This idea emerged as a synthesis from my cryptocurrency class, my interest in security, and my background as a photographer. I had this idea very late on the first day after someone asked me a question about their project. I had planned on working on something else, but I liked this idea so much more that I scrapped my original plan.

What it does

The software allows for instantaneous digital notary though the bitcoin blockchain. The software is targeted for the notarization of photographs, but it could be used on any digital file or data. One may use this for a variety of reasons:

  • Proof of ownership
  • Timestamping
  • Document integrity and tamper protection

Note that all of these things can be done without revealing the source document.

Photojournalists could thus use this to prove the validity of their documents and photographs. This would secure their claims to copyright, prevent malicious photo-shopping, and prove the timestamp and location data on the photograph is accurate.

How it works

The digital file is hashed with a cryptographic hash. This hash is then placed into a special bitcoin transaction, one which allows for arbitrary data to be inserted. This transaction is then announced to the network, and it is put into the blockchain. Anyone can view the contents of the blockchain, and once data has been put on the blockchain it is there for good. Thus, anyone can now independently prove that they have a file which hashes to the same hash, thus that file existed in that state at the point in time the block was added to the chain.

Proof of ownership is established by proving that your private key was used to sign the bitcoin transaction.

How I built it

The client side software is written in PhoneGap, which is basically a local webserver along with a captured web browser (can only go to one website). There are special Javascript hooks for the OS APIs like sensors, cameras, local file system, and so on.

The server side software is written in PHP, and it interfaces with a vanilla bitcoin node. I used PHP simply because it is exceptionally easy to use it in the environment where the bitcoin node is already running. I did not have time to setup and build a bitcoin node, and I am but a lowly user with student privileges on this system, so I had to use what was available.

The PHP interfaces with the bitcoin-cli though a fantastically simple library by coinspark. The client makes post requests for both new hashes to put on the network, and to check the block depth of past hashes. The PHP formulates the request for the bitcoin-cli, executes the command, and then returns the result to the client.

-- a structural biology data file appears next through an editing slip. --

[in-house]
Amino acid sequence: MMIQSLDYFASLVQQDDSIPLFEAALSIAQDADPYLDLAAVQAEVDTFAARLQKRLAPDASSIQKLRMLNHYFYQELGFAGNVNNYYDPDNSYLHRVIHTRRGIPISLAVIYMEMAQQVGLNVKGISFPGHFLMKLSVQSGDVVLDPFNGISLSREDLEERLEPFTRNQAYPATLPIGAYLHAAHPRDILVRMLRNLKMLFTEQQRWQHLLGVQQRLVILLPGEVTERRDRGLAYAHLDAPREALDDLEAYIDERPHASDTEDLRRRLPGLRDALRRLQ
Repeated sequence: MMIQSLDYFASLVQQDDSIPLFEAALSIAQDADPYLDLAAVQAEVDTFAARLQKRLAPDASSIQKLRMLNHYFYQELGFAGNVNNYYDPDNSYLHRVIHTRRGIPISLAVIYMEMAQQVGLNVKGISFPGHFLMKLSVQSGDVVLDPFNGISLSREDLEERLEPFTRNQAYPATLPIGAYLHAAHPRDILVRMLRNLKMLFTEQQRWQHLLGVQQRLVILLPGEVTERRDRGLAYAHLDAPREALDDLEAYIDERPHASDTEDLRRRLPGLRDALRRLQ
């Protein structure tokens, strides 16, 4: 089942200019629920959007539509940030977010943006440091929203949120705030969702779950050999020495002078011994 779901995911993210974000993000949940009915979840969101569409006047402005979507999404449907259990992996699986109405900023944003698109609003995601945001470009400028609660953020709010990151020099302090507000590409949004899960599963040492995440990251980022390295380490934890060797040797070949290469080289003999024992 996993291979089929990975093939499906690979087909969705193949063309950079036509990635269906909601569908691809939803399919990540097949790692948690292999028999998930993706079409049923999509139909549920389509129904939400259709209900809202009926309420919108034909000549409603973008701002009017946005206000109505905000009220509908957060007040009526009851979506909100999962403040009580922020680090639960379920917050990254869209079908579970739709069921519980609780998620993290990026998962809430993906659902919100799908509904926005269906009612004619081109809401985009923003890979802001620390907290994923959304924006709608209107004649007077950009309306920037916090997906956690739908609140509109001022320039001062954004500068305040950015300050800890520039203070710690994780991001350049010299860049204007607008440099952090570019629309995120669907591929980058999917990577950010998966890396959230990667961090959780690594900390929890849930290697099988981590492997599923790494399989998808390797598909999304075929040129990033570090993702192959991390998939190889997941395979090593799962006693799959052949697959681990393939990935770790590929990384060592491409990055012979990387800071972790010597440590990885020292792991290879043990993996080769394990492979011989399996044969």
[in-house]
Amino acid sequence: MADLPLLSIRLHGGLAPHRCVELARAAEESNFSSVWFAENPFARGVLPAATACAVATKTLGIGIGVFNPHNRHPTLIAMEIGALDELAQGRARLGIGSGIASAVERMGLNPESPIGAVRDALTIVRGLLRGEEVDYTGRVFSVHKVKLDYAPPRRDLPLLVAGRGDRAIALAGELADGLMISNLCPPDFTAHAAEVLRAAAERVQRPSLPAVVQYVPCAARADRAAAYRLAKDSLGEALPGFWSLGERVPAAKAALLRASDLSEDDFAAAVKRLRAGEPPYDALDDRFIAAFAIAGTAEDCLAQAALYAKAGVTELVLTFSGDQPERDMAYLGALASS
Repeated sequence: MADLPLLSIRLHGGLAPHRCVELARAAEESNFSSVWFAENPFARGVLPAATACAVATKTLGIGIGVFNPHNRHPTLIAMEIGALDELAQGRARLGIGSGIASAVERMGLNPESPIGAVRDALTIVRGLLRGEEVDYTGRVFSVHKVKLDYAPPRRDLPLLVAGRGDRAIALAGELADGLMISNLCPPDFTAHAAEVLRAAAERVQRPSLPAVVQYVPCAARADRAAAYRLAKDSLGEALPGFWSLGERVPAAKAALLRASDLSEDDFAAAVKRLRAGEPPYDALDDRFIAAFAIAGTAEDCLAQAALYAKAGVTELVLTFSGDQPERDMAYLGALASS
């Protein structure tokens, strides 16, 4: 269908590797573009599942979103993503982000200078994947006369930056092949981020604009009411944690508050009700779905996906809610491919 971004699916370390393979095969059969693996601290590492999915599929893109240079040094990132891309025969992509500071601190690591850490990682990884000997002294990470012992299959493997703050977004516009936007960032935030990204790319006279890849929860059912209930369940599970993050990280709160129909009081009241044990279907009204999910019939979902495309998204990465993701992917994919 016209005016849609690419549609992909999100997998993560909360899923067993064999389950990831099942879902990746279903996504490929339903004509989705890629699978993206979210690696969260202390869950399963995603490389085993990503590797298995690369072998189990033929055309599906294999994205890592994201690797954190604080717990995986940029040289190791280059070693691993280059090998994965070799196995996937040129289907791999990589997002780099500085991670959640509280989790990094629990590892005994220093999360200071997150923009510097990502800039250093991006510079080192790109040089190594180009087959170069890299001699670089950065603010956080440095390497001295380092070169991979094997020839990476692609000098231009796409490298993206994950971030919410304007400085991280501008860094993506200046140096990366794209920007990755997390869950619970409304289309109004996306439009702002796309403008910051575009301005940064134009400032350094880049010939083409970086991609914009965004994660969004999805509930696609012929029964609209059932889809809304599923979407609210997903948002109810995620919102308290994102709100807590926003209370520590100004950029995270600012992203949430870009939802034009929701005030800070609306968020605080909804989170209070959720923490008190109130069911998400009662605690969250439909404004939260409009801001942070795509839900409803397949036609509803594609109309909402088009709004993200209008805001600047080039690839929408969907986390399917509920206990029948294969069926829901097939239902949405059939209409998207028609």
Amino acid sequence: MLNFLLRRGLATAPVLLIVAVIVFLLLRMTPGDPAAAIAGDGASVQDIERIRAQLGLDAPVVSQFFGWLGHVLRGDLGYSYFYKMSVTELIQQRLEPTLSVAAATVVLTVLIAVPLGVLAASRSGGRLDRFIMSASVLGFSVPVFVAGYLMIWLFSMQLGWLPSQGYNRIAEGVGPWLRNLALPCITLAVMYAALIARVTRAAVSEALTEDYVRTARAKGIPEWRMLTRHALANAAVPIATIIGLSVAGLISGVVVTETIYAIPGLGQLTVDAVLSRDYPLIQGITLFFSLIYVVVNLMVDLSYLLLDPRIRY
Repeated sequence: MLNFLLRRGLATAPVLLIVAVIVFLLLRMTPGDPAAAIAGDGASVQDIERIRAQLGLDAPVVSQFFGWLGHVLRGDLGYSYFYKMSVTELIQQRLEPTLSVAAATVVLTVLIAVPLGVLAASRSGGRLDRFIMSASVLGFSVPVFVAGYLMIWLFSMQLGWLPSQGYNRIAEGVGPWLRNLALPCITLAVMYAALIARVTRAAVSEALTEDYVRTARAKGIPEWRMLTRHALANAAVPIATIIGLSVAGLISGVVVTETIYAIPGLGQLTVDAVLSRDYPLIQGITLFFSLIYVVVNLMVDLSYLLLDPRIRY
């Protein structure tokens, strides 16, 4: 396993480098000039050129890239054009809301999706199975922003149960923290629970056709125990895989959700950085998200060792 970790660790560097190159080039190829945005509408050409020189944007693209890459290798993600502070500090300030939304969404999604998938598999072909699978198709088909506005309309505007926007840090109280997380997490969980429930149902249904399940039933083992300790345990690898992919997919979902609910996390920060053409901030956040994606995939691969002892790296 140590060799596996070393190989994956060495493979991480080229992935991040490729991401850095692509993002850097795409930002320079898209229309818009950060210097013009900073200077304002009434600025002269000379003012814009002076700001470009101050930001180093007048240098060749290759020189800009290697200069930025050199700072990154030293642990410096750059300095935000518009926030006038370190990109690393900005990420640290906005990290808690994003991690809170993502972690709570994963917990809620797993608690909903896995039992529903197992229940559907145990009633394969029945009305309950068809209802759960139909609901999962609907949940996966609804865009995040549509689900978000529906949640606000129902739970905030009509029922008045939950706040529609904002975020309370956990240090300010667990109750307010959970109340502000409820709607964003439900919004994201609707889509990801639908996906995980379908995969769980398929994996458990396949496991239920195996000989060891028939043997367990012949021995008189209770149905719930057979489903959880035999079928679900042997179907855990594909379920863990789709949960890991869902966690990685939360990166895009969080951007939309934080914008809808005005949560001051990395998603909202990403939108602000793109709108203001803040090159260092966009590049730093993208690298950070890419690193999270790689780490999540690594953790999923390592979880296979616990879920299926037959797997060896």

To save myself time, money, and headache, PhotoProof is currently configured to use the bitcoin testnet. The node I have access to has a whopping 12 bitcoins...... on testnet.

Challenges and What I learned

I had never used PhoneGap before. Its a novel idea, but I don't know how well it would work for projects which are very complex. I also ran into some simple problems that made me question the actual usability of PhoneGap. For example, certain local file system URLs returned by the system file picker cannot be accessed by Javascript, but can still be used by HTML DOM elements. Thus, if you want to process a picture in javascript you have to set a DOM element to source the file, then dump the state of that DOM element in Javascript (canvases are prime choices for this).

There were a lot of weird things happening with my PHP. Lots of file permission errors and other things I didn't predict. I also had to make the user under which PHP executes authorized to access the bitcoin-cli, but my account did not have the necessary permissions to make that change. I did not predict this because running PHP via command line runs it in your userspace, unlike PHP executed during a web request. I sent a text way too late at night to the sys-admin, making my case, and luckily he set the permissions!

What's next for PhotoProof

I probably won't develop this further. It is more of a proof-of-concept just for my curiosity. Additionally, while sending an email to a bunch of people isn't 'provably' accurate, it would work for most people.

Possible future expansion:

  • Biggest problem is that bitcoin main-net costs around $6 per transaction. A different blockchain would be highly preferable.
  • Have the ability to select and assure which metadata is kept with the photo when being hashed. For example, GPS co-ordinates.
  • Some other simple features could be added, like wifi direct for submitting photos directly from a DSLR camera.
  • The client software should be rewritten in Android studio or some other 'native' language. Some steps in the hashing process are unacceptably slow, especially with large photos.
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